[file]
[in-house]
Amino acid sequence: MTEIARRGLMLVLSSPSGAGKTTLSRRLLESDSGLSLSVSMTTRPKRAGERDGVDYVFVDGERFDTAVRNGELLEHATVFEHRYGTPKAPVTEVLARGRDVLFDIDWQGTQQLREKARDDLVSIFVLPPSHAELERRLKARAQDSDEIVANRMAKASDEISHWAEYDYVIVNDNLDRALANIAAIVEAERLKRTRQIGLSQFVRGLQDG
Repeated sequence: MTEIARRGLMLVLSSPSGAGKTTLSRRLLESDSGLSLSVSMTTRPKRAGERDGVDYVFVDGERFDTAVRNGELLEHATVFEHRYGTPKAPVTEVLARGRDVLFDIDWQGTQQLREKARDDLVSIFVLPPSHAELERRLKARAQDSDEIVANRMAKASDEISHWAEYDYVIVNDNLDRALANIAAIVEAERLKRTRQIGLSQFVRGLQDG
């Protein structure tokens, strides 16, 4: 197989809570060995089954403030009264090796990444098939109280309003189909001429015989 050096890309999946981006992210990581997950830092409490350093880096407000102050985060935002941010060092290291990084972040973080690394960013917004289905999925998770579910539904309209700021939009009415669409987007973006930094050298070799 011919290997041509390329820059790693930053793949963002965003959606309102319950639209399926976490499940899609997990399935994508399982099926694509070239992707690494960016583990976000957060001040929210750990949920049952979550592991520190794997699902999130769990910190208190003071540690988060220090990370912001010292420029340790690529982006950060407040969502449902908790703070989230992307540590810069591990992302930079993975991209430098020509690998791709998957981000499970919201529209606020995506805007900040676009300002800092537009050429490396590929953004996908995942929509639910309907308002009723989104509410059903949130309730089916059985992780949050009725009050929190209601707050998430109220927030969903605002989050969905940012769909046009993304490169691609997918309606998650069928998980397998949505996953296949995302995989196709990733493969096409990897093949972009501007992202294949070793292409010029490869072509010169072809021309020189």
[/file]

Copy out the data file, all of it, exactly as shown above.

[in-house]
Amino acid sequence: MTEIARRGLMLVLSSPSGAGKTTLSRRLLESDSGLSLSVSMTTRPKRAGERDGVDYVFVDGERFDTAVRNGELLEHATVFEHRYGTPKAPVTEVLARGRDVLFDIDWQGTQQLREKARDDLVSIFVLPPSHAELERRLKARAQDSDEIVANRMAKASDEISHWAEYDYVIVNDNLDRALANIAAIVEAERLKRTRQIGLSQFVRGLQDG
Repeated sequence: MTEIARRGLMLVLSSPSGAGKTTLSRRLLESDSGLSLSVSMTTRPKRAGERDGVDYVFVDGERFDTAVRNGELLEHATVFEHRYGTPKAPVTEVLARGRDVLFDIDWQGTQQLREKARDDLVSIFVLPPSHAELERRLKARAQDSDEIVANRMAKASDEISHWAEYDYVIVNDNLDRALANIAAIVEAERLKRTRQIGLSQFVRGLQDG
């Protein structure tokens, strides 16, 4: 197989809570060995089954403030009264090796990444098939109280309003189909001429015989 050096890309999946981006992210990581997950830092409490350093880096407000102050985060935002941010060092290291990084972040973080690394960013917004289905999925998770579910539904309209700021939009009415669409987007973006930094050298070799 011919290997041509390329820059790693930053793949963002965003959606309102319950639209399926976490499940899609997990399935994508399982099926694509070239992707690494960016583990976000957060001040929210750990949920049952979550592991520190794997699902999130769990910190208190003071540690988060220090990370912001010292420029340790690529982006950060407040969502449902908790703070989230992307540590810069591990992302930079993975991209430098020509690998791709998957981000499970919201529209606020995506805007900040676009300002800092537009050429490396590929953004996908995942929509639910309907308002009723989104509410059903949130309730089916059985992780949050009725009050929190209601707050998430109220927030969903605002989050969905940012769909046009993304490169691609997918309606998650069928998980397998949505996953296949995302995989196709990733493969096409990897093949972009501007992202294949070793292409010029490869072509010169072809021309020189």